Unless you need to learn the basics about ingredients and cooking, you might want to try some other author. He's carb/sugar heavy and even when not, his recipes are really pedestrian, IME.

                        1. re: mcf

                          I can't speak to his recipes being carb/sugar heavy, so I can't say that might or might not fit the OP's needs.

                          Yes, many recipes are basic. The OP is looking for a general cook book. This might fit the OP's needs.

                          1. re: Rella

                            Rella, I actually recommended it to the OP up thread, but sueatmo isn't a neophyte cook AFAIK, hence my comment to her. She's also watching carbs due to blood glucose issues.

                            1. re: mcf

                              Quite understand. Thanks for clarifying

                        2. re: sueatmo

                          I'll sell you my copy of HTCE.

                      2. re: sueatmo

                        I have and enjoy them both, for different reasons. Have used Bittman far more, although much less over the years. I'd certainly steer clear of the '74 JOC for a first-time book in 2011.

                  2. I feel that the New Best Recipe is a great starter book since it covers all the classics and is very instructional in the way it describes the various variations they tested before coming to the "best" recipe. It is extremely reliable, IMO.

                    1 Reply
                    1. re: roxlet

                      +1 on this. It really saves you from making mistakes. Some of the recipes spare no calories, of course, but they are almost all delicious. I find the cooking times and temperatures for meats (and their resting times) especially helpful.

                    2. Yeah, I think if you could only have one, it's have to be Joy. Think of it as the basic way to do everything. Then if you want to refine some recipes and find the "Best" way to do what the CI book has, then the Best Recipe is your second book, and you're covered.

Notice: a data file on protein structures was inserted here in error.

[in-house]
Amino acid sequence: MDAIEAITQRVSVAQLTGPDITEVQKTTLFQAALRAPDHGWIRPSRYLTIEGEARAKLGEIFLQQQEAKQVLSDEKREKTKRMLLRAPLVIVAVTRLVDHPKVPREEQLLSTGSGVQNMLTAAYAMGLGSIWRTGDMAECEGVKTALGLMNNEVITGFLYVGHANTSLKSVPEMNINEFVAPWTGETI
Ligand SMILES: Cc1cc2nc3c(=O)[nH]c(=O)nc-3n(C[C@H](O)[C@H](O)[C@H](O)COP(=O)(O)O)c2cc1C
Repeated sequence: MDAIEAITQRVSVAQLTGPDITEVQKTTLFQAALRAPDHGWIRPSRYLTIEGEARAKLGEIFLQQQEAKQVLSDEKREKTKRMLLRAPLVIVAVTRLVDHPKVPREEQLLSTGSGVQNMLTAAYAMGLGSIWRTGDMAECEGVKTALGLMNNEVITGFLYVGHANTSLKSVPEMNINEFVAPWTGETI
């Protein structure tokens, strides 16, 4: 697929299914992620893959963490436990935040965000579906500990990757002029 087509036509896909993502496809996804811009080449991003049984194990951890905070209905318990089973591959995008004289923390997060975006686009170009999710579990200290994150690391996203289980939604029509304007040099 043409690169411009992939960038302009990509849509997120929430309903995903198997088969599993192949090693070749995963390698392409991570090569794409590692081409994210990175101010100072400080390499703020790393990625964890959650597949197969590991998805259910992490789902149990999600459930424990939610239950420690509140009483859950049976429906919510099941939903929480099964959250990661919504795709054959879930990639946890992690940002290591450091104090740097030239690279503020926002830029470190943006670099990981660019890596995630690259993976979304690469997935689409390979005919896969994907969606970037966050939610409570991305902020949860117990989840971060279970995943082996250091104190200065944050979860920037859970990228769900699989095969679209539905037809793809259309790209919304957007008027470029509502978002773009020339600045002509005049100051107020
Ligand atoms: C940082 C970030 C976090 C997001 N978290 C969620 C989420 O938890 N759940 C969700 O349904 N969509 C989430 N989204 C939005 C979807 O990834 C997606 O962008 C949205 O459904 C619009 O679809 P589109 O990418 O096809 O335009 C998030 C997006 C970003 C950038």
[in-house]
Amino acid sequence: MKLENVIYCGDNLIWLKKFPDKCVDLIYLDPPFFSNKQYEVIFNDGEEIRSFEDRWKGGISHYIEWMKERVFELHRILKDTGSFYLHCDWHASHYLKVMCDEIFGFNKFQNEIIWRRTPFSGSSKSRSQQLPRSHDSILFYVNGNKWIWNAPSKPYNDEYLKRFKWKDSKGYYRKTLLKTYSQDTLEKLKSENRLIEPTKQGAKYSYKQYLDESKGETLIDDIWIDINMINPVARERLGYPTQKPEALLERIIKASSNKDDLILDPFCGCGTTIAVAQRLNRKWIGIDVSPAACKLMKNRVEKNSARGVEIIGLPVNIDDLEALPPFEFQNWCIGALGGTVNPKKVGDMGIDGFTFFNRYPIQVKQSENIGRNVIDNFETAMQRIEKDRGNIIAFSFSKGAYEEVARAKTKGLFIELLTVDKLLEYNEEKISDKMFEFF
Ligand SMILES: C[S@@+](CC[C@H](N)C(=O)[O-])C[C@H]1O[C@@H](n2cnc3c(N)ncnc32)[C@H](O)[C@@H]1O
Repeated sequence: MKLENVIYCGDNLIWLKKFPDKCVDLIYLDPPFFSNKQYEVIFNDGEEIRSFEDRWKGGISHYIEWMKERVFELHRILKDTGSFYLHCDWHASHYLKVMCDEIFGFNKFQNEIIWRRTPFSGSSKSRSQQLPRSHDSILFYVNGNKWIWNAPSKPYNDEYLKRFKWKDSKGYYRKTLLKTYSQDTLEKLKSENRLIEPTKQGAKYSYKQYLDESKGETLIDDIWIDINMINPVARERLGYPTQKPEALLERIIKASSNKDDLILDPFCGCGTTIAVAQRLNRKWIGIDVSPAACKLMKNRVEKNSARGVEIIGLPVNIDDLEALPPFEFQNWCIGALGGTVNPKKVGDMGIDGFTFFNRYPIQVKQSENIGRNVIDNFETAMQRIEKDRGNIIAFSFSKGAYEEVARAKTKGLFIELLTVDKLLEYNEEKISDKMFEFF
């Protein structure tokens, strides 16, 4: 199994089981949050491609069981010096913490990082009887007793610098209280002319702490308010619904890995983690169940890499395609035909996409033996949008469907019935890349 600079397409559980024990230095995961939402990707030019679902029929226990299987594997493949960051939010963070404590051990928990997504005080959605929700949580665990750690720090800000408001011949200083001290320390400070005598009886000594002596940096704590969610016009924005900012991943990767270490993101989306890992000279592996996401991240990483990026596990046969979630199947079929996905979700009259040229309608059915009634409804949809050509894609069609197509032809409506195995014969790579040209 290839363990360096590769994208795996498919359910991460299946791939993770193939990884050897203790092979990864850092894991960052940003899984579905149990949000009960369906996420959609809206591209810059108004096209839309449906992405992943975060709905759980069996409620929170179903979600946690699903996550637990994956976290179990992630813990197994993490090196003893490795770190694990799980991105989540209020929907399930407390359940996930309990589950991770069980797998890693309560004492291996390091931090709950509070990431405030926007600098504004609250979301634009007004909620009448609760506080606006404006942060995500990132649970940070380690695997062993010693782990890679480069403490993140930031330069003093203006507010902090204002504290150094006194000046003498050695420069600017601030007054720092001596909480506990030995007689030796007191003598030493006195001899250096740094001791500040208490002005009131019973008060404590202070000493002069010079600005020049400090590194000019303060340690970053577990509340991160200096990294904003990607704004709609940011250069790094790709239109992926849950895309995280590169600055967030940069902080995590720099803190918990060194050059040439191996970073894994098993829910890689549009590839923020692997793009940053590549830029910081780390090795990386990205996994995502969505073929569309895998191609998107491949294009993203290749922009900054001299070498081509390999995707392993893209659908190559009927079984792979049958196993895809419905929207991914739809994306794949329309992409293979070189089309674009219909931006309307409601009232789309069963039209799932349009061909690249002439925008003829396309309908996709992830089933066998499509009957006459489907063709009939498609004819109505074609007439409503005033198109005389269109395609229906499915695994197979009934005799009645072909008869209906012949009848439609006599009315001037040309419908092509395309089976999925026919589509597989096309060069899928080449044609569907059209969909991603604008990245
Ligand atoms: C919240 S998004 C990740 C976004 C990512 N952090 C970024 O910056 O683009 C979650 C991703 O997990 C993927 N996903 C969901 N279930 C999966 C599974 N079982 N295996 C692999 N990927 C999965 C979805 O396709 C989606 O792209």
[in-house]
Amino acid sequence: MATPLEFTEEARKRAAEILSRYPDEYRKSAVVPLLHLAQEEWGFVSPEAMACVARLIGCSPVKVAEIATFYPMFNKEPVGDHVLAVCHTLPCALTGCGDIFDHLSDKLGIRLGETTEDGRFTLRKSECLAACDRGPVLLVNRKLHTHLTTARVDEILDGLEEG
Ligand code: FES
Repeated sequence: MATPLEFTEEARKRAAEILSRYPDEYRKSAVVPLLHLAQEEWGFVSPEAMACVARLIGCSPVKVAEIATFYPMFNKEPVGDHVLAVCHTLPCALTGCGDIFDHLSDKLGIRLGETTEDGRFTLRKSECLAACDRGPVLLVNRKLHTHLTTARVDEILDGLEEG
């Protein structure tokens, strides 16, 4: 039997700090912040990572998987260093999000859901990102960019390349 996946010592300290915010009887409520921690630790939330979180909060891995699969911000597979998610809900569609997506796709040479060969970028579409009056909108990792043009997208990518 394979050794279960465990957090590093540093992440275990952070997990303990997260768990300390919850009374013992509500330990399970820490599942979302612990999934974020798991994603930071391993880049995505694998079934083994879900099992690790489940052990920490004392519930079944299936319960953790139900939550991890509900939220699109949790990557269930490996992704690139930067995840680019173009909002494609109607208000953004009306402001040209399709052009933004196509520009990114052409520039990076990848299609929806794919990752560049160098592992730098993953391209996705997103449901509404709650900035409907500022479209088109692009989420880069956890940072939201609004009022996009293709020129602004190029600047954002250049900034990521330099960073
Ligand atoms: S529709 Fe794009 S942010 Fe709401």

1 Reply
                      1. re: acgold7

                        second that - love each one for what it brings to the table - haha pun intended

                      2. What does everyone think of the Better Homes and Gardens New Cookbook?

                        4 Replies
                        1. re: Oistrakh12

                          It's fine, nothing wrong with it at all. Not sure I'd have it as my only cookbook, though.

                          1. re: Oistrakh12

                            i'm deviating from everyone here, it seems. get the BHG. it's geared toward average cooks doing a recipe for the first time, and the recipes are clear, forgiving, tasty, and always work. there are good step by step illustrations.

                            the ATK is not actually geared toward beginners, it is anti-helpful for a beginning cook unless the cook is seriously OCD.

                            bittman is okay, if your tastes are similar to his, but let's face it he's kind of an outlier.

                            joy of cooking is a book that everyone who is older than you is emotionally invested in because blah blah our first meal as a married couple was the chicken on page 268 and i still have the book with the splatters, i was so nervous, yadda yadda. smile and nod. the thing is *dated.* there's a lot of good stuff in JOY, but look for a copy at a used bookstore or a garage sale and don't get it as your first or only cookbook.

                            i don't know anything about NBR cookbook.

                            james peterson is brilliant. much more so than bittman. even so, i would get a different 1st cookbook so you can get your legs under you, and save your pennies for his book, "cooking," or ask for it as a gift or something, so that you have a little experience and can learn from this book better.

                            1. re: soupkitten

                              My wife does not really cook, nor does she like to. She can fix five different meals. Four are in the BHG, which I never use. It seems to suit her.

                              1. re: soupkitten

                                I agree about being somewhat invested in JOC, but I want to remind you that there is a recent edition of this out there. You wouldn't have to obtain the 1974 ed.

                                I also used a BH&G Cookbook from the early seventies.